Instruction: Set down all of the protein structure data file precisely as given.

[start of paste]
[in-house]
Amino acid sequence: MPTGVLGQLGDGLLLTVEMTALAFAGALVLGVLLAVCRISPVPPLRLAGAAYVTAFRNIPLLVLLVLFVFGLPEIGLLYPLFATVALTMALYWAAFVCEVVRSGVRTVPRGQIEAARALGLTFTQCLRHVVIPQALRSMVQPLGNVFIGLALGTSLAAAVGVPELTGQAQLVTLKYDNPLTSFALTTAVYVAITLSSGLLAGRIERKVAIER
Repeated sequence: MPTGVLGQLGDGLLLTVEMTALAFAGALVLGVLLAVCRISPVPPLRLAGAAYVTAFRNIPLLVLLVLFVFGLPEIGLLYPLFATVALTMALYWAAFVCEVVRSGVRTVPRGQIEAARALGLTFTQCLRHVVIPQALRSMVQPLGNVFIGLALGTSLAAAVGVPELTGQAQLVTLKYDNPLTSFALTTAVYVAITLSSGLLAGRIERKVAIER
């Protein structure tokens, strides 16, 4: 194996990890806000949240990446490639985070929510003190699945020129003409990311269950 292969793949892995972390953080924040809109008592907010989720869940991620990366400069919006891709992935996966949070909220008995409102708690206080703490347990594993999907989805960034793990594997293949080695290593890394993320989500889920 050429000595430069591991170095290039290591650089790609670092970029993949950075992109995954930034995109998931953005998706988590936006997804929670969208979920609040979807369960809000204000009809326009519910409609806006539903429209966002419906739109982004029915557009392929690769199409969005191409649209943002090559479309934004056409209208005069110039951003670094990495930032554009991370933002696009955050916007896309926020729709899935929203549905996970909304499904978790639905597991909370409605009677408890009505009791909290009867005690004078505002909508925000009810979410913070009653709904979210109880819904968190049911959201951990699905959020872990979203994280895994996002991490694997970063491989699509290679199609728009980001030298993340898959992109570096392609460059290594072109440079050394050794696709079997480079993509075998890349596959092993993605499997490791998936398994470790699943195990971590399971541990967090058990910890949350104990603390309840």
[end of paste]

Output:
[in-house]
Amino acid sequence: MPTGVLGQLGDGLLLTVEMTALAFAGALVLGVLLAVCRISPVPPLRLAGAAYVTAFRNIPLLVLLVLFVFGLPEIGLLYPLFATVALTMALYWAAFVCEVVRSGVRTVPRGQIEAARALGLTFTQCLRHVVIPQALRSMVQPLGNVFIGLALGTSLAAAVGVPELTGQAQLVTLKYDNPLTSFALTTAVYVAITLSSGLLAGRIERKVAIER
Repeated sequence: MPTGVLGQLGDGLLLTVEMTALAFAGALVLGVLLAVCRISPVPPLRLAGAAYVTAFRNIPLLVLLVLFVFGLPEIGLLYPLFATVALTMALYWAAFVCEVVRSGVRTVPRGQIEAARALGLTFTQCLRHVVIPQALRSMVQPLGNVFIGLALGTSLAAAVGVPELTGQAQLVTLKYDNPLTSFALTTAVYVAITLSSGLLAGRIERKVAIER
């Protein structure tokens, strides 16, 4: 194996990890806000949240990446490639985070929510003190699945020129003409990311269950 292969793949892995972390953080924040809109008592907010989720869940991620990366400069919006891709992935996966949070909220008995409102708690206080703490347990594993999907989805960034793990594997293949080695290593890394993320989500889920 050429000595430069591991170095290039290591650089790609670092970029993949950075992109995954930034995109998931953005998706988590936006997804929670969208979920609040979807369960809000204000009809326009519910409609806006539903429209966002419906739109982004029915557009392929690769199409969005191409649209943002090559479309934004056409209208005069110039951003670094990495930032554009991370933002696009955050916007896309926020729709899935929203549905996970909304499904978790639905597991909370409605009677408890009505009791909290009867005690004078505002909508925000009810979410913070009653709904979210109880819904968190049911959201951990699905959020872990979203994280895994996002991490694997970063491989699509290679199609728009980001030298993340898959992109570096392609460059290594072109440079050394050794696709079997480079993509075998890349596959092993993605499997490791998936398994470790699943195990971590399971541990967090058990910890949350104990603390309840």